From the great state of Utah:
Salt Lake City is dumping "domestic partners" for "mutual commitment."
Restrictions imposed by the Utah State Legislature has led to name change for the city's domestic partnership registry, a mechanism by which employers voluntarily can extend health care and other benefits to their employees' domestic partners -- including gay couples, siblings, long-term roommates and parents -- if they reside in Salt Lake City.
More on why after the jump.
Some legislators argued that the term "domestic partnership," at least in spirit, violated Utah's constitutional Amendment No. 3, which bans same-sex marriage and substantially similar civil unions.
Salt Lake City Mayor Ralph Becker said Tuesday he will recommend to the City Council that the name be changed to the mutual commitment registry.[...]
"This name change does not impact the essence of the registry," Becker said.
It's a good thing that Salt Lake City is recognizing relationships outside of marriage for the purposes of health care and other material benefits (not a great thing, since it's only for voluntary private participation, but a step in the right direction).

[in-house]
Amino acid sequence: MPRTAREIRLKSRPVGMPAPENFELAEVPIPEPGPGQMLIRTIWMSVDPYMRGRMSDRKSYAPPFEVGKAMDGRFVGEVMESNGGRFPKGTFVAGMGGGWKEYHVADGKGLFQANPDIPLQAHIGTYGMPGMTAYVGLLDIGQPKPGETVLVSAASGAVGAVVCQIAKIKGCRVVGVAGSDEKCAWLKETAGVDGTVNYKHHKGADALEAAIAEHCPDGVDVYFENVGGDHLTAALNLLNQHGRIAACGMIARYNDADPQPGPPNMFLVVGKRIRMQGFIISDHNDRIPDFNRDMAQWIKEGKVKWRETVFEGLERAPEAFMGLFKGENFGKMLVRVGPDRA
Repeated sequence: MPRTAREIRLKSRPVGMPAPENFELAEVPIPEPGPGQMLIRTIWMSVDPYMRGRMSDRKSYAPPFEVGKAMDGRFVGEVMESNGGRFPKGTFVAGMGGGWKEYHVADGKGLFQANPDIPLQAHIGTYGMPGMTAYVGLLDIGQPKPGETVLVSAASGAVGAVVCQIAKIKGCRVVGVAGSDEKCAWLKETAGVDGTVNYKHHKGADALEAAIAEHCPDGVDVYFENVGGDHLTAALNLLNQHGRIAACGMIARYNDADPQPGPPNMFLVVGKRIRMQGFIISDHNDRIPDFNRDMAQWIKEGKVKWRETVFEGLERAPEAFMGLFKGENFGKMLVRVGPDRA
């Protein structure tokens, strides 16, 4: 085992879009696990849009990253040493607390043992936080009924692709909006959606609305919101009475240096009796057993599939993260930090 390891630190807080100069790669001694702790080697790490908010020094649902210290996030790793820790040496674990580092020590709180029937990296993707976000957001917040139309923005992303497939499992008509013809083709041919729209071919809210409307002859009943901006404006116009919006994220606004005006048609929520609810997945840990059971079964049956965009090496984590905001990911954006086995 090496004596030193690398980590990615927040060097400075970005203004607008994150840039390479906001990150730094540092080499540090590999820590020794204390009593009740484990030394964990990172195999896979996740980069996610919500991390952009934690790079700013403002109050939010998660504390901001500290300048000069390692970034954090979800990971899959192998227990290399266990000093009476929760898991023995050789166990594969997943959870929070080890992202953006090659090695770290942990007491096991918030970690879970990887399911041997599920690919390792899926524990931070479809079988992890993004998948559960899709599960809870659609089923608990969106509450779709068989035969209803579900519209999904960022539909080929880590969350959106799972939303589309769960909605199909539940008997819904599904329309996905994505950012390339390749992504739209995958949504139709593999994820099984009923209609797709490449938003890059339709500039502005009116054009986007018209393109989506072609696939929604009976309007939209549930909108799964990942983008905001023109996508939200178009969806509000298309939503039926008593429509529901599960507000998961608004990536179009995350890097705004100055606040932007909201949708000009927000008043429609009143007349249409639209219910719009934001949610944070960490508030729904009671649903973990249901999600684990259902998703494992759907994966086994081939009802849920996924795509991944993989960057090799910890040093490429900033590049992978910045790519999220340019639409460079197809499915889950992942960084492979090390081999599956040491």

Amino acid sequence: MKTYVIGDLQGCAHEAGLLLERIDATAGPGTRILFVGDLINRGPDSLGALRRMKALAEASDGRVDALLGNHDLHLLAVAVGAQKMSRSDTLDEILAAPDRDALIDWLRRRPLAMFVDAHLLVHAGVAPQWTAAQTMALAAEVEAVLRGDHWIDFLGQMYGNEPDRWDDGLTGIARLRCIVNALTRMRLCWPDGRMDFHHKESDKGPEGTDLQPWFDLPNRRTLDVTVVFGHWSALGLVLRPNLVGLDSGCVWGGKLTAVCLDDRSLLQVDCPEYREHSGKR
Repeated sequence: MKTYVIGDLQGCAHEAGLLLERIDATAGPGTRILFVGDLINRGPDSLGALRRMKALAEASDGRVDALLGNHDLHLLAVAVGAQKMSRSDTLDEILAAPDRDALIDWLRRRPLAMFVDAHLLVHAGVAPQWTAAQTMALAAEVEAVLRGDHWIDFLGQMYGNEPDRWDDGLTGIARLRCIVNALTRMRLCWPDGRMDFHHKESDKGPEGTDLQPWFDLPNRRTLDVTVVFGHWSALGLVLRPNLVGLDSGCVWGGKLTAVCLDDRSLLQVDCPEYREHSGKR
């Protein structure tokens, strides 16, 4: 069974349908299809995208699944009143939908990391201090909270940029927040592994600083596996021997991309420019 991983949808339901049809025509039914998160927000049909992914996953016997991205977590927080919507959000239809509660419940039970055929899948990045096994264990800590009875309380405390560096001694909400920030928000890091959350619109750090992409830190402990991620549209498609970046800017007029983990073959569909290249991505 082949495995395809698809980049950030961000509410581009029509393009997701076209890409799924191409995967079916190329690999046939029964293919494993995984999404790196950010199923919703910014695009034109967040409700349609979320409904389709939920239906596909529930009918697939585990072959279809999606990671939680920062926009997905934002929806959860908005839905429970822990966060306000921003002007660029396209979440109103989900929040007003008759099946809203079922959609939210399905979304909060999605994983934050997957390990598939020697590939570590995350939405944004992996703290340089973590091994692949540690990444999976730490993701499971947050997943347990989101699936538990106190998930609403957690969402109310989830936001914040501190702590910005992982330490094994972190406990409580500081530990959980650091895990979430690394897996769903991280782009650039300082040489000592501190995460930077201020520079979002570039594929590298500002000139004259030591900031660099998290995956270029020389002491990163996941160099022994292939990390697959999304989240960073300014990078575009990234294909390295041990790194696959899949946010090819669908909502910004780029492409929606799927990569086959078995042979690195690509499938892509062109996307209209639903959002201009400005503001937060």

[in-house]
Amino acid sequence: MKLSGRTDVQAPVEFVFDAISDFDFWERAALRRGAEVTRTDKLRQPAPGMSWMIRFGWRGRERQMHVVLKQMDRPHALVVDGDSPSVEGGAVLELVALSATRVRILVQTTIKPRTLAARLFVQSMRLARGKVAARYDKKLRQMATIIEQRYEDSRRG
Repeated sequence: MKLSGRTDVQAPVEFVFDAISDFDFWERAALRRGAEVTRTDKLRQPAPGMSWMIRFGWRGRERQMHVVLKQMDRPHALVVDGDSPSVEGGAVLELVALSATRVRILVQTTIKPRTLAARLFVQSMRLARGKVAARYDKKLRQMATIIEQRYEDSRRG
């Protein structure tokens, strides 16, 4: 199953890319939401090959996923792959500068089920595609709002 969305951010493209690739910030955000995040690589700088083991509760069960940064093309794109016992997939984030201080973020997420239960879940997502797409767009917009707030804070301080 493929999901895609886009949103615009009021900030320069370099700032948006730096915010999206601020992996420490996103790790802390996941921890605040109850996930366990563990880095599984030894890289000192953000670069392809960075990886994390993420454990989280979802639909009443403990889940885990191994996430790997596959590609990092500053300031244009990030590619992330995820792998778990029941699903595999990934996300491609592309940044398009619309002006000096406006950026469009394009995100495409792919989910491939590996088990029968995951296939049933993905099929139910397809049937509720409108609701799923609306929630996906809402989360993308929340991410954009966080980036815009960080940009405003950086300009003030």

But I wonder about the perpetual need to spawn new names. Wasn't "civil union" supposed to be the non-"marriage" long-term commitment of not-just-heterosexual-couples? Then wasn't "domestic partnership" supposed to be the watered down version of "civil union"? And now apparently that's too close to gay marriage, so there's another name being thrown out there?
It has even someone like me wondering when this ride will stop and people will find some kind of agreement on what these words all mean.